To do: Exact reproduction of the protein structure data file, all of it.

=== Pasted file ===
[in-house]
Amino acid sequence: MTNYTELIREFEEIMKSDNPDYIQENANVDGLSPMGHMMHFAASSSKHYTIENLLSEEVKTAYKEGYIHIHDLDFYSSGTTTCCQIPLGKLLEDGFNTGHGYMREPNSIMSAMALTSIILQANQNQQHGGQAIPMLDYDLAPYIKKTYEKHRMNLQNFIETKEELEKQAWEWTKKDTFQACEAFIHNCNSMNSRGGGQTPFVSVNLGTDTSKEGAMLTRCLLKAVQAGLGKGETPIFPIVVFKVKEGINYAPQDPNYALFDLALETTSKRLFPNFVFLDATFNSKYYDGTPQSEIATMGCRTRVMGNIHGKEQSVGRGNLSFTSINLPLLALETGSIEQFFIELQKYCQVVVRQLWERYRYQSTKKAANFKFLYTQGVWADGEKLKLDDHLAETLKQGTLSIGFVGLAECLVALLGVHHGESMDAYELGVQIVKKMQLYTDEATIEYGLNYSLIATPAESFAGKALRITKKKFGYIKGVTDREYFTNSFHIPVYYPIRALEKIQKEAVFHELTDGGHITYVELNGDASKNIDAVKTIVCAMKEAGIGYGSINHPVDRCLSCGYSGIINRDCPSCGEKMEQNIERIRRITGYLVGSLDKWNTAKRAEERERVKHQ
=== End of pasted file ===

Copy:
[in-house]
Amino acid sequence: MTNYTELIREFEEIMKSDNPDYIQENANVDGLSPMGHMMHFAASSSKHYTIENLLSEEVKTAYKEGYIHIHDLDFYSSGTTTCCQIPLGKLLEDGFNTGHGYMREPNSIMSAMALTSIILQANQNQQHGGQAIPMLDYDLAPYIKKTYEKHRMNLQNFIETKEELEKQAWEWTKKDTFQACEAFIHNCNSMNSRGGGQTPFVSVNLGTDTSKEGAMLTRCLLKAVQAGLGKGETPIFPIVVFKVKEGINYAPQDPNYALFDLALETTSKRLFPNFVFLDATFNSKYYDGTPQSEIATMGCRTRVMGNIHGKEQSVGRGNLSFTSINLPLLALETGSIEQFFIELQKYCQVVVRQLWERYRYQSTKKAANFKFLYTQGVWADGEKLKLDDHLAETLKQGTLSIGFVGLAECLVALLGVHHGESMDAYELGVQIVKKMQLYTDEATIEYGLNYSLIATPAESFAGKALRITKKKFGYIKGVTDREYFTNSFHIPVYYPIRALEKIQKEAVFHELTDGGHITYVELNGDASKNIDAVKTIVCAMKEAGIGYGSINHPVDRCLSCGYSGIINRDCPSCGEKMEQNIERIRRITGYLVGSLDKWNTAKRAEERERVKHQ